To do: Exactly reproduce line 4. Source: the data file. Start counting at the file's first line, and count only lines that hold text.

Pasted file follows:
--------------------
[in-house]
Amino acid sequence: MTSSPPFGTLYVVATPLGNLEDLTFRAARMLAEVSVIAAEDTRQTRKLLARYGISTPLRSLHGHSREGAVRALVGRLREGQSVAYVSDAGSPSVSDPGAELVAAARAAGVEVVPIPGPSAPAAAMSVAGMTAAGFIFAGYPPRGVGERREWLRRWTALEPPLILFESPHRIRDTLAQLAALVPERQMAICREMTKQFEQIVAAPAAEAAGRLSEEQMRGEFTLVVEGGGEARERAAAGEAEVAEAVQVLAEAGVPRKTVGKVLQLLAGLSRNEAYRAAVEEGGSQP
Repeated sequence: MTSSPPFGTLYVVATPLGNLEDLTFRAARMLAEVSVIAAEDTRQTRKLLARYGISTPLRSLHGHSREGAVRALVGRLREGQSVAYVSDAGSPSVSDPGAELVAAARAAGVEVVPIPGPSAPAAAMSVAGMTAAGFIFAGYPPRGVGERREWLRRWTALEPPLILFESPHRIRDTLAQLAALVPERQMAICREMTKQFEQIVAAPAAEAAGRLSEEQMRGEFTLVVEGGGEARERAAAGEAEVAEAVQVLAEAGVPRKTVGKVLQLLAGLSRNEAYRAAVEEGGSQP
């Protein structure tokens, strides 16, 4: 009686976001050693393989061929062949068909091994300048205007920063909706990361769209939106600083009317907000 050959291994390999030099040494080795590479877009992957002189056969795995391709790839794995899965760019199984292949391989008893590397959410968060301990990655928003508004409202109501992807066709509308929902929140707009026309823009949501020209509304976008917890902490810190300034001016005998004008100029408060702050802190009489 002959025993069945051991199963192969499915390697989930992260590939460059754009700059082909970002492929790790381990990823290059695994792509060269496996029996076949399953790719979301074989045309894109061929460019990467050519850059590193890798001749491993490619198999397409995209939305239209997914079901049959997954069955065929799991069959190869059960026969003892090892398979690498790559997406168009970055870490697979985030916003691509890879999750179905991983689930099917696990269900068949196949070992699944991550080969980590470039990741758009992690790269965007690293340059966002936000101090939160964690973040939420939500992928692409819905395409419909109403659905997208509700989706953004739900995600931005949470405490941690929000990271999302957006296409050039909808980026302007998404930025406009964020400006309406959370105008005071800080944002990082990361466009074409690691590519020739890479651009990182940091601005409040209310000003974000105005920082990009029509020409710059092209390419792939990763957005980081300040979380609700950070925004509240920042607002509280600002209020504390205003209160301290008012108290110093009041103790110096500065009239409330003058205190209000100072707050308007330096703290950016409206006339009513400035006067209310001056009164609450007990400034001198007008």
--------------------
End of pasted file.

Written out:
């Protein structure tokens, strides 16, 4: 009686976001050693393989061929062949068909091994300048205007920063909706990361769209939106600083009317907000 050959291994390999030099040494080795590479877009992957002189056969795995391709790839794995899965760019199984292949391989008893590397959410968060301990990655928003508004409202109501992807066709509308929902929140707009026309823009949501020209509304976008917890902490810190300034001016005998004008100029408060702050802190009489 002959025993069945051991199963192969499915390697989930992260590939460059754009700059082909970002492929790790381990990823290059695994792509060269496996029996076949399953790719979301074989045309894109061929460019990467050519850059590193890798001749491993490619198999397409995209939305239209997914079901049959997954069955065929799991069959190869059960026969003892090892398979690498790559997406168009970055870490697979985030916003691509890879999750179905991983689930099917696990269900068949196949070992699944991550080969980590470039990741758009992690790269965007690293340059966002936000101090939160964690973040939420939500992928692409819905395409419909109403659905997208509700989706953004739900995600931005949470405490941690929000990271999302957006296409050039909808980026302007998404930025406009964020400006309406959370105008005071800080944002990082990361466009074409690691590519020739890479651009990182940091601005409040209310000003974000105005920082990009029509020409710059092209390419792939990763957005980081300040979380609700950070925004509240920042607002509280600002209020504390205003209160301290008012108290110093009041103790110096500065009239409330003058205190209000100072707050308007330096703290950016409206006339009513400035006067209310001056009164609450007990400034001198007008």